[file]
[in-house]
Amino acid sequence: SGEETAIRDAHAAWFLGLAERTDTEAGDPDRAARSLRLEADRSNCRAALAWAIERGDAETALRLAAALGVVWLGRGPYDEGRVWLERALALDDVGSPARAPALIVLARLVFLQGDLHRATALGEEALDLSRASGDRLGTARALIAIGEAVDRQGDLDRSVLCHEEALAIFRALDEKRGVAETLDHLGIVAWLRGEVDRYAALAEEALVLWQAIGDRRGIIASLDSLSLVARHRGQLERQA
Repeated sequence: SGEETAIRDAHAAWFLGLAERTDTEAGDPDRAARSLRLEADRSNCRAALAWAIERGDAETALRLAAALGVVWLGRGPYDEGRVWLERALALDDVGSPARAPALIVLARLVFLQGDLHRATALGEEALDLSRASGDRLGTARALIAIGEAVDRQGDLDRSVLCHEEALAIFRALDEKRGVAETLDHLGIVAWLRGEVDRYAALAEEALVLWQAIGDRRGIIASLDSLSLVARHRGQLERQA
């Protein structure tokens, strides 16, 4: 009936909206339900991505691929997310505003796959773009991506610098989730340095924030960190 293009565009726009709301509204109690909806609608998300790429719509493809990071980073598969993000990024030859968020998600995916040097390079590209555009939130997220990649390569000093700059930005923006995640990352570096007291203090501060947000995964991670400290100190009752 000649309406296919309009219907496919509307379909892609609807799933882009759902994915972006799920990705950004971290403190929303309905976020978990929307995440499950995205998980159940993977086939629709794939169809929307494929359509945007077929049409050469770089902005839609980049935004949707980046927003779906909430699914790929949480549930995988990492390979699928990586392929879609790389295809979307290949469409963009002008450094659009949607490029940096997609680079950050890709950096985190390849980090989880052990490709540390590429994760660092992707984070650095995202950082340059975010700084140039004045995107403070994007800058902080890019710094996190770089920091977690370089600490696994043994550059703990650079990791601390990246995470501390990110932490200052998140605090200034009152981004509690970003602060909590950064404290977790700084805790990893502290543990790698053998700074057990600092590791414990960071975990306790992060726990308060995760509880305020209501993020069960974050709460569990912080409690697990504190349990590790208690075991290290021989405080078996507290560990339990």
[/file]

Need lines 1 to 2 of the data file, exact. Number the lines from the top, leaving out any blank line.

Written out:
[in-house]
Amino acid sequence: SGEETAIRDAHAAWFLGLAERTDTEAGDPDRAARSLRLEADRSNCRAALAWAIERGDAETALRLAAALGVVWLGRGPYDEGRVWLERALALDDVGSPARAPALIVLARLVFLQGDLHRATALGEEALDLSRASGDRLGTARALIAIGEAVDRQGDLDRSVLCHEEALAIFRALDEKRGVAETLDHLGIVAWLRGEVDRYAALAEEALVLWQAIGDRRGIIASLDSLSLVARHRGQLERQA